Linearly polarized light passes through the quarter wave retarder. The quarter wave retards the velocity of one of the polarization components (x or y) one quarter of a wave out of phase from the other polarization component. At this point, the light becomes circularly polarized. One sometimes refers to the action of the quarter wave as “twisting” the polarized light. Note that depending on which polarization component is retarded, one will have either a left handed or right handed circular polarizer.
If a quarter wave retarder is added to the polarizing filter, the polarized light from the display is taken a quarter wave out of phase. This is essentially "spinning" the exiting polarized light from the display where it cannot work against the added polarizer. This combination of a linear polarizer and quarter wave retarder creates a "circular" polarizer. Now, the glare and reflecting performance of the polarizer can function without conflicting with the forward display polarizer. A circular polarizer can now cut reflection and glare without blanking out the image on the display. Luminary Optics has stock linear polarizing films as well as sheet quarter wave retarder. We custom match the correct angle of the polarizer to the front polarizer of the display. Then, we set the quarter wave retarder to the polarizer, creating the perfect circular polarizer. The most common configuration for our CP filters is placing the film inside of two pieces of AR glass. This combination will index match all surfaces, absorbing all transient reflection while allowing the maximum light transmission from the display.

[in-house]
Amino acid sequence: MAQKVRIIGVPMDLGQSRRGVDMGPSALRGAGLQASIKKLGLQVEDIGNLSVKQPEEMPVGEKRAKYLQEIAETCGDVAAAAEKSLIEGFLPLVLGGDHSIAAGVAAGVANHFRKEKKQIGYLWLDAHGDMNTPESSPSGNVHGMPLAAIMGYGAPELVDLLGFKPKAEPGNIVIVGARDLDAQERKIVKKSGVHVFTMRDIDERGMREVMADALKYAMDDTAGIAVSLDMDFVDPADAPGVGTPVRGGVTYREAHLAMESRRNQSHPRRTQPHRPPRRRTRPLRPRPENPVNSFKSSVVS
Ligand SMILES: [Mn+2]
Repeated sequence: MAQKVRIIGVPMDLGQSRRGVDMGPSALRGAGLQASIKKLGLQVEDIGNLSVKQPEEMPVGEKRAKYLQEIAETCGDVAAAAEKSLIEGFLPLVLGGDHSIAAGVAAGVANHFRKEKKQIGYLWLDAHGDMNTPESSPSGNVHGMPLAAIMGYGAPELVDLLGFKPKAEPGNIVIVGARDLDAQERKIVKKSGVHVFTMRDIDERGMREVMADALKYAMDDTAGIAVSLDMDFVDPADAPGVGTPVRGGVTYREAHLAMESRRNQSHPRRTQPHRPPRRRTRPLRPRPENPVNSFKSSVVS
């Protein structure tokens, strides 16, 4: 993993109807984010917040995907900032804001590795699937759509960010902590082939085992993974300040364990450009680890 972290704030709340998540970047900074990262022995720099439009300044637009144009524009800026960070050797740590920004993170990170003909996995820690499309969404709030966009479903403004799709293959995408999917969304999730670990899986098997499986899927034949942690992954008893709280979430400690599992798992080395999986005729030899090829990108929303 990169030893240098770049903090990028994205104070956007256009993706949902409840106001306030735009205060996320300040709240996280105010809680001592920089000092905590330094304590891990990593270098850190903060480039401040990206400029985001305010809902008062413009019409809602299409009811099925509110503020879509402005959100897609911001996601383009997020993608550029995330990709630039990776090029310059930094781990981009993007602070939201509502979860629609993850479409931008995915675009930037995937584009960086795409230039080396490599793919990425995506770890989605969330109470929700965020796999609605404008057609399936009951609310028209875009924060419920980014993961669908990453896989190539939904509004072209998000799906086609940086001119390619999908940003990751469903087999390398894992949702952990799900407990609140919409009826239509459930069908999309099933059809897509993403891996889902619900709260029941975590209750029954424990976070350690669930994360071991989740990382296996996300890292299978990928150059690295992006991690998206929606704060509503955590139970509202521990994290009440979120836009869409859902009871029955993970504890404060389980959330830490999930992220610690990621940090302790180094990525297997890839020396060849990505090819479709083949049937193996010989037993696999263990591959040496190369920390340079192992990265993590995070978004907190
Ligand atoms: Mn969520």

Linear polarizers allow light from one angle to pass completely while absorbing all light that is at a 90 degree opposition to it. All of the other angles in between will be absorbed somewhere between 1% to 99%. In the end, a linear polarizer will absorb 50% of the ambient light and reduce unwanted glare or reflection. A simple pair of polarized sunglasses are linear polarizers and work in this manner. If two linear polarizers are placed in front of the other, unless they are at the identical angle, the two polarizers will start to further block light. At 90 degree opposition, two linear polarizers will absorb 100% of the light. For this reason, a linear polarizing filter cannot be used in front of a LCD for reflection reduction. The front polarizer of the display will work with an added polarizer to cancel out any light transmission.